in his well-kept Mesquite subdivision said about three years ago he bought a
nearly 1,800-square-foot, three-bedroom brick home. They say he kept the
recently repainted interior immaculate. He had installed new carpet and
told neighbors he grew up in Mesquite with his mother, two sisters and a
brother. He told them he had graduated from Texas Tech University. School
officials say they have no record of him.
say more recently he had been devastated by the loss of his brother from a
was a generous, caring person," said Tangie Perkins, whose family lives
one house down from Mr. Rhodes. "We asked him all the time for medical
advice. We thought of David like our brother."
had grown close to neighbors and Mr. Rhodes, Mrs. Perkins, Kelly Wells and
their families sometimes traded off cooking meals during the week.
used his pool and went to dinner together, during which he would sometimes
receive phone calls and afterwards tell them he had to go put IVs in patients.
Neighbors also said he sometimes carpooled to work with the facility's
Perkins, Mrs. Wells and their families also went to Las Vegas with Mr. Rhodes
in March 2003, where he won $10,000 playing slots.
hindsight, neighbors say they saw inconsistencies. For instance, he told some
neighbors that he had been married and had lost a child, but then later denied
having said that. He also told other neighbors that he could write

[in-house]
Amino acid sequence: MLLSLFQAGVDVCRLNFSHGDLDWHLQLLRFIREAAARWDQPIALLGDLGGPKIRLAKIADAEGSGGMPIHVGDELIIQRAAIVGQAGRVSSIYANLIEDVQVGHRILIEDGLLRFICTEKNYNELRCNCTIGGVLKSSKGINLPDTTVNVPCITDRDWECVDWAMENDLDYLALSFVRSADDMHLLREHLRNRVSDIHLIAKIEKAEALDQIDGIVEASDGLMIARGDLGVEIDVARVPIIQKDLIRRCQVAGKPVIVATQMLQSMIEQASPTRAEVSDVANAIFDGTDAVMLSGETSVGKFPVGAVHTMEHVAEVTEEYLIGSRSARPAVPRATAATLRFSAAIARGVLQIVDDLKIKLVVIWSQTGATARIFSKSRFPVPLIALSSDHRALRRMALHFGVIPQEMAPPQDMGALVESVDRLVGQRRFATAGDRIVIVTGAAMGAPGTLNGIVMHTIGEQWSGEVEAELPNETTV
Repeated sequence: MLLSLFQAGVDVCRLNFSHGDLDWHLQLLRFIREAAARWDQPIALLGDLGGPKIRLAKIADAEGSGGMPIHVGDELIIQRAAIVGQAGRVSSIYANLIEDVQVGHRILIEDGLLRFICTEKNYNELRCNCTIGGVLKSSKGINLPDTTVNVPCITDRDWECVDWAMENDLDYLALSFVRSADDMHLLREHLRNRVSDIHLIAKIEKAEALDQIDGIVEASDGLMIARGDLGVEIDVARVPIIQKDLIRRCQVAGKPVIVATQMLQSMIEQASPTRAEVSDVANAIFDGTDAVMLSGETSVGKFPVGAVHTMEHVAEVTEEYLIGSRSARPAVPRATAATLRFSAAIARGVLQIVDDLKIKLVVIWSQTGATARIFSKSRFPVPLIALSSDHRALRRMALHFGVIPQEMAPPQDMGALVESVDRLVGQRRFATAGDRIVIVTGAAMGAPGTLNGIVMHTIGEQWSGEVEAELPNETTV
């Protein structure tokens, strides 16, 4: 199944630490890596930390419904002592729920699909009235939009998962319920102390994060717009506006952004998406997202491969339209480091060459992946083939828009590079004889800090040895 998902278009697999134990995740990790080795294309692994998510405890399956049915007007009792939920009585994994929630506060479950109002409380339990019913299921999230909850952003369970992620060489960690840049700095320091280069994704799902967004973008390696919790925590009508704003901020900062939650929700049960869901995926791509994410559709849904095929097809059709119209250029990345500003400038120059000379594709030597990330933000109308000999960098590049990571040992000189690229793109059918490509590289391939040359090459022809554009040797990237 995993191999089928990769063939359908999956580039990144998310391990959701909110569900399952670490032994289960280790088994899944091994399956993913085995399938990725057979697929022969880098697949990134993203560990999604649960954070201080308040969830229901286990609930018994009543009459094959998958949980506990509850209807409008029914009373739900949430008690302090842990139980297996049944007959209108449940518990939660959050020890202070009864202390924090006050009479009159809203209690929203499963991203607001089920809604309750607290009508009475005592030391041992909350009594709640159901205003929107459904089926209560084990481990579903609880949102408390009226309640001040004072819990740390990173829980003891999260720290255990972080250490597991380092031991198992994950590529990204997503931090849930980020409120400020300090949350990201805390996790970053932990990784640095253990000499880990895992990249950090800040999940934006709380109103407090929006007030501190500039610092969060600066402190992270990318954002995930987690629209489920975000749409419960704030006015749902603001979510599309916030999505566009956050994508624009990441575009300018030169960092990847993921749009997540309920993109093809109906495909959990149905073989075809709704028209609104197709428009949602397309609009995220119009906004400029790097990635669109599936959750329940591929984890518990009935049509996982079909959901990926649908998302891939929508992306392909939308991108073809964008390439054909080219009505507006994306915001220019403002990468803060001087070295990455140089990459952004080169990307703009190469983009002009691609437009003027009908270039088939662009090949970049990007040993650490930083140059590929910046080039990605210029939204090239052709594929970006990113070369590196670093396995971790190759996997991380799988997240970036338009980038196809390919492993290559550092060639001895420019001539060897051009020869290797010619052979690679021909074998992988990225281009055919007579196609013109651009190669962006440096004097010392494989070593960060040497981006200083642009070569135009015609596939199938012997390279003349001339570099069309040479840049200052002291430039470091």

prescriptions. "You just don't know where the lies stop and end,"
Mrs. Perkins said.
said he had told him that a patient had died at the facility a couple of years
ago, and he had been worried about getting sued for malpractice.
Nov. 4, an anonymous caller informed the board that they had tried to verify
that Mr. Rhodes was licensed online -- where the data is available to the
public. The caller "couldn't verify him in our computer system," Ms.
talked to him directly on Nov. 23," Ms. Leal said. "He was not
cooperative. He just said he would get back with me later because he did not
have his licensure information in front of him. When I tried to call him back
later that day, he wouldn't answer his phone."
Dec. 2, she phoned the nursing home's executive director, Joyce Bonds.
couldn't believe that that was true," Ms. Leal said. "She thought
maybe we were misinformed. She was sure that he was licensed. They had a
license number for him, and it wasn't a good number. I explained to her that
she could not allow him to practice because we didn't show that he was
nursing home fired him that day.
the nursing board does not have legal jurisdiction over Mr. Rhodes because he
was not a licensed nurse. But officials are forwarding the evidence they've
collected to the district attorney.
to Ms. Chatelle, Brentwood hired Mr. Rhodes in 1994 as a charge nurse, where
he supervised other nurses. He was later promoted to a director of nursing,
supervising a whole building of nurses until quitting in 1997.